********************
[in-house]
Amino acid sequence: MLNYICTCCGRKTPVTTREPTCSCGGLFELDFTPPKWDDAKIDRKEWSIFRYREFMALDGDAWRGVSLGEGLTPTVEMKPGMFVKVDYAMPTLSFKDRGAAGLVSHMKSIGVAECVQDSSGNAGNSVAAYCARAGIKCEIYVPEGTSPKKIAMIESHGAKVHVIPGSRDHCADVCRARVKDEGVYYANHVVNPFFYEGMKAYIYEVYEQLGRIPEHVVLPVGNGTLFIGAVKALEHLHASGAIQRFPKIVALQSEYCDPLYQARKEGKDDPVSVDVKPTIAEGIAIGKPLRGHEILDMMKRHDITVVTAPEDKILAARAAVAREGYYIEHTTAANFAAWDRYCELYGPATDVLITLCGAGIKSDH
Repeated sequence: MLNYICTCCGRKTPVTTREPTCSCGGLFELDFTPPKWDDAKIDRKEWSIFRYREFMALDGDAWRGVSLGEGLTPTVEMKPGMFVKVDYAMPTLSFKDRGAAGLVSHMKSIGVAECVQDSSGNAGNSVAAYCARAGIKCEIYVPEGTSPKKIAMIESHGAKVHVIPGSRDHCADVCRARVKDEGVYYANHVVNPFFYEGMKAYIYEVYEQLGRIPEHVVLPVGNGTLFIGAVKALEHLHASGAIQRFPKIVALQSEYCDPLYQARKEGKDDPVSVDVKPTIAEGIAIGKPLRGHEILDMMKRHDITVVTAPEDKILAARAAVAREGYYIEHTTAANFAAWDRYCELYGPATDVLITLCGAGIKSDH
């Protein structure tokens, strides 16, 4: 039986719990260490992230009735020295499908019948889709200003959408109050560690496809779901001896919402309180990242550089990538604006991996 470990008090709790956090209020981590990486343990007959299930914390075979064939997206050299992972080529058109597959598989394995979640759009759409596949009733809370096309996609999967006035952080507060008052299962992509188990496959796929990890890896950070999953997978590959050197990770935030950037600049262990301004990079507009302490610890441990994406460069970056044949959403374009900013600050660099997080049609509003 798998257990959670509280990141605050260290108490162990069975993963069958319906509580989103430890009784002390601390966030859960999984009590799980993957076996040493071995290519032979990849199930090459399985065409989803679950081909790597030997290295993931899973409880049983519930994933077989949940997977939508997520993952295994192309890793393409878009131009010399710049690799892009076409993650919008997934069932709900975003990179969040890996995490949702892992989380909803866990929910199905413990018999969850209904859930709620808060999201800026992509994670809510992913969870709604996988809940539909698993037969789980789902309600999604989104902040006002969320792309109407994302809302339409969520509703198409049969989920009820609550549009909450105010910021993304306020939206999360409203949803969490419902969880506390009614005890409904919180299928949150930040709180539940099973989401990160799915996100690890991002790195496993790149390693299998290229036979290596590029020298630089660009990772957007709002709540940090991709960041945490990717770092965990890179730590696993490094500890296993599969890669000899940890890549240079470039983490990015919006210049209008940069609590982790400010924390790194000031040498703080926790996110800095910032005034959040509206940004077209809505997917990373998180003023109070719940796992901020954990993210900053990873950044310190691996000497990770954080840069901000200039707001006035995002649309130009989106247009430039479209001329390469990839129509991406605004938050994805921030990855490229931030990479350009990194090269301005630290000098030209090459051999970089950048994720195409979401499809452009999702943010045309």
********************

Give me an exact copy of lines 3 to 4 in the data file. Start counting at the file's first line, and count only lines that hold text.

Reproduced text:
Repeated sequence: MLNYICTCCGRKTPVTTREPTCSCGGLFELDFTPPKWDDAKIDRKEWSIFRYREFMALDGDAWRGVSLGEGLTPTVEMKPGMFVKVDYAMPTLSFKDRGAAGLVSHMKSIGVAECVQDSSGNAGNSVAAYCARAGIKCEIYVPEGTSPKKIAMIESHGAKVHVIPGSRDHCADVCRARVKDEGVYYANHVVNPFFYEGMKAYIYEVYEQLGRIPEHVVLPVGNGTLFIGAVKALEHLHASGAIQRFPKIVALQSEYCDPLYQARKEGKDDPVSVDVKPTIAEGIAIGKPLRGHEILDMMKRHDITVVTAPEDKILAARAAVAREGYYIEHTTAANFAAWDRYCELYGPATDVLITLCGAGIKSDH
């Protein structure tokens, strides 16, 4: 039986719990260490992230009735020295499908019948889709200003959408109050560690496809779901001896919402309180990242550089990538604006991996 470990008090709790956090209020981590990486343990007959299930914390075979064939997206050299992972080529058109597959598989394995979640759009759409596949009733809370096309996609999967006035952080507060008052299962992509188990496959796929990890890896950070999953997978590959050197990770935030950037600049262990301004990079507009302490610890441990994406460069970056044949959403374009900013600050660099997080049609509003 798998257990959670509280990141605050260290108490162990069975993963069958319906509580989103430890009784002390601390966030859960999984009590799980993957076996040493071995290519032979990849199930090459399985065409989803679950081909790597030997290295993931899973409880049983519930994933077989949940997977939508997520993952295994192309890793393409878009131009010399710049690799892009076409993650919008997934069932709900975003990179969040890996995490949702892992989380909803866990929910199905413990018999969850209904859930709620808060999201800026992509994670809510992913969870709604996988809940539909698993037969789980789902309600999604989104902040006002969320792309109407994302809302339409969520509703198409049969989920009820609550549009909450105010910021993304306020939206999360409203949803969490419902969880506390009614005890409904919180299928949150930040709180539940099973989401990160799915996100690890991002790195496993790149390693299998290229036979290596590029020298630089660009990772957007709002709540940090991709960041945490990717770092965990890179730590696993490094500890296993599969890669000899940890890549240079470039983490990015919006210049209008940069609590982790400010924390790194000031040498703080926790996110800095910032005034959040509206940004077209809505997917990373998180003023109070719940796992901020954990993210900053990873950044310190691996000497990770954080840069901000200039707001006035995002649309130009989106247009430039479209001329390469990839129509991406605004938050994805921030990855490229931030990479350009990194090269301005630290000098030209090459051999970089950048994720195409979401499809452009999702943010045309």